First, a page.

Self esteem is the individual’s internal judgment of their own value. It is the sum total of all one’s own beliefs about themselves including their strengths and weaknesses, abilities and failures, and future expectations. Self esteem encompasses various psychological states including personal achievement, motivation, personal opinion, self-confidence, and self image. It also encompasses a persons’ relation to other people, their level of involvement in life, where they see themselves in five years or more, how they see themselves now, what they expect to get out of life, their goals and aspirations, and their ability to be successful at things they want to do. In short, it is a person’s belief about themselves and their worth as a person.
The following tips for improving your self-esteem might help you raise healthy self-esteem levels. The first tip is to do something for yourself once in awhile, even if it is just a little time doing your favorite hobby or reading a good book. We all need to take care of ourselves sometimes. The second tip is to make sure that when you are around people, you are making a lasting impression on them. If you don’t take the time to make a lasting impression, no one will.
To build healthy self esteem, it is important to understand and appreciate who you are. By itself, your self-worth will be based largely on your self-concept. According to Rosenberg Self Esteem experts, self-concept is the “index of everything that is known, perceived, valued and disapproved of about you” and it is the “key to your long-term success.”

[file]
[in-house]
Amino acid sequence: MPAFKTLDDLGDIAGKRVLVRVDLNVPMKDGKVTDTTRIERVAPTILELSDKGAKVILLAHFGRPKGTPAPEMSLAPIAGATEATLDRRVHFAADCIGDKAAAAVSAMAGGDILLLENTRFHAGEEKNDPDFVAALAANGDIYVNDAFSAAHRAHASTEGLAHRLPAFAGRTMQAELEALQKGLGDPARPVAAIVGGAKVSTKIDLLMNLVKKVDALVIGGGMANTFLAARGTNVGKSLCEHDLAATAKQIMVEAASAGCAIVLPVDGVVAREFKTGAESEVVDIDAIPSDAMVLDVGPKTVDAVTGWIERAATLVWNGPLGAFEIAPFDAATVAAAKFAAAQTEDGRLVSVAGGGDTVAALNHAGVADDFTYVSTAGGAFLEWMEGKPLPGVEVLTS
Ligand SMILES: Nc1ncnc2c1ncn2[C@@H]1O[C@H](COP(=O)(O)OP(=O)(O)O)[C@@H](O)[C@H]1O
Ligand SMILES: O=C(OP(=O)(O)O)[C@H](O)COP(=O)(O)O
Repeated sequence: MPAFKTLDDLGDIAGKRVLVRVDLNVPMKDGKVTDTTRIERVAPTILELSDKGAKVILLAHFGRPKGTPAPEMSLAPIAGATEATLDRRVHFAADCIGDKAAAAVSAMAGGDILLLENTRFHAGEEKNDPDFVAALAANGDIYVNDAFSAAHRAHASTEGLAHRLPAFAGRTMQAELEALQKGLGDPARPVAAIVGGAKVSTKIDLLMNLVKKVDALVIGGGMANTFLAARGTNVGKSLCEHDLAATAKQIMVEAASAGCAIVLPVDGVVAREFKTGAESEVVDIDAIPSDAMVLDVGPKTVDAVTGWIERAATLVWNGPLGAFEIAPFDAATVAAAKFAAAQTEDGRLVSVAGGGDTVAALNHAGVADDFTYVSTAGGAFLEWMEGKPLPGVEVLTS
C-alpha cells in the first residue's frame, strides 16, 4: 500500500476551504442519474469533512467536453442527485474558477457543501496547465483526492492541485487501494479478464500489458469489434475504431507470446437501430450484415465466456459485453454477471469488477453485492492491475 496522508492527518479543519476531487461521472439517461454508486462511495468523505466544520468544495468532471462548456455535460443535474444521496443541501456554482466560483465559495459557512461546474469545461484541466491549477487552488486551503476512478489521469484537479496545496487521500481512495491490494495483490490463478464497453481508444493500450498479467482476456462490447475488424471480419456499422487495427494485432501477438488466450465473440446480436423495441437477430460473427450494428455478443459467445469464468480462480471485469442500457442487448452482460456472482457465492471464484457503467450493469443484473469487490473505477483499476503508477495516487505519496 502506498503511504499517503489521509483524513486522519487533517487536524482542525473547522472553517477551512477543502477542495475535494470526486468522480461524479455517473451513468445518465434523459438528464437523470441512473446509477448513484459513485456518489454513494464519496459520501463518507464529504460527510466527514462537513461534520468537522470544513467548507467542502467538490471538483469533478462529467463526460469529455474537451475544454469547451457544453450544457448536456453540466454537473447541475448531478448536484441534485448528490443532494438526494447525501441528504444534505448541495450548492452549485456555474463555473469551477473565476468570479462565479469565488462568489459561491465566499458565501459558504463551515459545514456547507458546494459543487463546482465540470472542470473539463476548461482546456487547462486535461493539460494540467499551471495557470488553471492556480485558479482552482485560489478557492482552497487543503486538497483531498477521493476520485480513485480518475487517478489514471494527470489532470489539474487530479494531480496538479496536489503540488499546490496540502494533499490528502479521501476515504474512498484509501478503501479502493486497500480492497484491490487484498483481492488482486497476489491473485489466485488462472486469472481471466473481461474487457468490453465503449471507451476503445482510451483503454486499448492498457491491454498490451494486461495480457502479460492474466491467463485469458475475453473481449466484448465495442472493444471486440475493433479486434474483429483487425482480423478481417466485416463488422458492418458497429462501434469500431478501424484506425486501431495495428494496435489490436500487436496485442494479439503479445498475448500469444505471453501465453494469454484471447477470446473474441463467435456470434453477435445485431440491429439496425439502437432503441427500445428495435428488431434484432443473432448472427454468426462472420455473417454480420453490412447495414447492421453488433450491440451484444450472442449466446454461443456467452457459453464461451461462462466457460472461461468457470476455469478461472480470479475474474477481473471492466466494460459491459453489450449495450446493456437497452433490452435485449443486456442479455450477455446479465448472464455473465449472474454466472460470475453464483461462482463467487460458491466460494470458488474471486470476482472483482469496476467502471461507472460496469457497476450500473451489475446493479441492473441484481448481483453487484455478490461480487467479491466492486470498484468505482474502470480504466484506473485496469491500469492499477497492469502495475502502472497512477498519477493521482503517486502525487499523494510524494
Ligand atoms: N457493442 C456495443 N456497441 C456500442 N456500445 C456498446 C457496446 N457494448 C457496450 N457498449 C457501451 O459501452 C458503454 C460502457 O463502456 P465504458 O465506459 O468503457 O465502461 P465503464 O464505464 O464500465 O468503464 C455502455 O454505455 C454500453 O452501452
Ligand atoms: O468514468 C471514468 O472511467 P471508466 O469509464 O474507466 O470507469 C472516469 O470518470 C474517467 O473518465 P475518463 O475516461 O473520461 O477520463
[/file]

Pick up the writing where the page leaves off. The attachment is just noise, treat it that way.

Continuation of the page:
One way that we can improve our self-acceptance is to be aware of how negative we are talking to ourselves in private. For example, in my years as an executive, I heard countless examples of clients talking to themselves negatively. Some of these included the idea that they were too small, some that they needed to be more assertive, while others talked about the need to have a lot of money. Most of the time, when these conversations occurred, there was no place for the speaker to leave space between the statement and what he or she was actually saying. This often resulted in unintentional feedback to their low self-esteem.
The next tip is to learn how to deliberately use positive words. One way to do this is to start using words like “very,” “lighter,” and “fast.” Instead of using “you are” to address yourself, start using “I” or “we” and “me.” Another effective technique that Rosenberg Self Esteem experts recommend is for clients to use adjectives more than nouns when describing themselves; for example, instead of calling someone fat, clients should instead call him or her “thin.”
To build a healthy sense of self-esteem, clients must also learn how to cultivate self-compassion. Studies have shown that the way that we feel about ourselves impacts our health and performance. Compassionate people are not threatened by their weaknesses. Rather, they take opportunities to improve themselves by working at their strengths. This is one of the most important aspects of positive psychology and self-help because it helps clients increase their self-confidence, which improves the quality of their relationships. In sum, building self-confidence, enhancing self-compassion, and building a healthy sense of self-esteem are all components of healthy psychological change.